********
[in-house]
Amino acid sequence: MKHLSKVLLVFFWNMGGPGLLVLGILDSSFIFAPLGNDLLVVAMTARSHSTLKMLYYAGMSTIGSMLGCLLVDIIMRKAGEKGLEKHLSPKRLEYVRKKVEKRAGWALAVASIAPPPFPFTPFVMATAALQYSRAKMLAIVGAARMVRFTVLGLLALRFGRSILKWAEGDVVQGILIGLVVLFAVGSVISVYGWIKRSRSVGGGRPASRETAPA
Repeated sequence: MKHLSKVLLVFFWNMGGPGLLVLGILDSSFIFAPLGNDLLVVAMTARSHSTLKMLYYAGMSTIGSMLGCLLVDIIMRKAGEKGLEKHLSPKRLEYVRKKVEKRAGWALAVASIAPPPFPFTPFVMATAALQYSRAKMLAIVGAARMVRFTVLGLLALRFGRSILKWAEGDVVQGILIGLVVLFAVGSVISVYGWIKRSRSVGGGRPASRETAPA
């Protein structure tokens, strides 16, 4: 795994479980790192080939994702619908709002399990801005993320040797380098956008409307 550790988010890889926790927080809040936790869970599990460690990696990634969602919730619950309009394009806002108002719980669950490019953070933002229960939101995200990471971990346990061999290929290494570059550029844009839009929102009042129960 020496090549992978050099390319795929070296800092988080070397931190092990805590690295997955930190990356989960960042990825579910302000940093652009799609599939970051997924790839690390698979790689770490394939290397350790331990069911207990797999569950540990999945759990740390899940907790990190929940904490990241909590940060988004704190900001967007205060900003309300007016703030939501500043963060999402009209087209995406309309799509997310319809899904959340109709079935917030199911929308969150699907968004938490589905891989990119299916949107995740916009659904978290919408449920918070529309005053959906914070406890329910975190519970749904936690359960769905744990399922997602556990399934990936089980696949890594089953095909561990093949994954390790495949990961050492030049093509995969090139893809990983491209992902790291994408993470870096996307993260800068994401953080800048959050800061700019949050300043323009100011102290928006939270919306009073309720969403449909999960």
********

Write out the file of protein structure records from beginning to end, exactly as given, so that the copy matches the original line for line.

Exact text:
[in-house]
Amino acid sequence: MKHLSKVLLVFFWNMGGPGLLVLGILDSSFIFAPLGNDLLVVAMTARSHSTLKMLYYAGMSTIGSMLGCLLVDIIMRKAGEKGLEKHLSPKRLEYVRKKVEKRAGWALAVASIAPPPFPFTPFVMATAALQYSRAKMLAIVGAARMVRFTVLGLLALRFGRSILKWAEGDVVQGILIGLVVLFAVGSVISVYGWIKRSRSVGGGRPASRETAPA
Repeated sequence: MKHLSKVLLVFFWNMGGPGLLVLGILDSSFIFAPLGNDLLVVAMTARSHSTLKMLYYAGMSTIGSMLGCLLVDIIMRKAGEKGLEKHLSPKRLEYVRKKVEKRAGWALAVASIAPPPFPFTPFVMATAALQYSRAKMLAIVGAARMVRFTVLGLLALRFGRSILKWAEGDVVQGILIGLVVLFAVGSVISVYGWIKRSRSVGGGRPASRETAPA
């Protein structure tokens, strides 16, 4: 795994479980790192080939994702619908709002399990801005993320040797380098956008409307 550790988010890889926790927080809040936790869970599990460690990696990634969602919730619950309009394009806002108002719980669950490019953070933002229960939101995200990471971990346990061999290929290494570059550029844009839009929102009042129960 020496090549992978050099390319795929070296800092988080070397931190092990805590690295997955930190990356989960960042990825579910302000940093652009799609599939970051997924790839690390698979790689770490394939290397350790331990069911207990797999569950540990999945759990740390899940907790990190929940904490990241909590940060988004704190900001967007205060900003309300007016703030939501500043963060999402009209087209995406309309799509997310319809899904959340109709079935917030199911929308969150699907968004938490589905891989990119299916949107995740916009659904978290919408449920918070529309005053959906914070406890329910975190519970749904936690359960769905744990399922997602556990399934990936089980696949890594089953095909561990093949994954390790495949990961050492030049093509995969090139893809990983491209992902790291994408993470870096996307993260800068994401953080800048959050800061700019949050300043323009100011102290928006939270919306009073309720969403449909999960």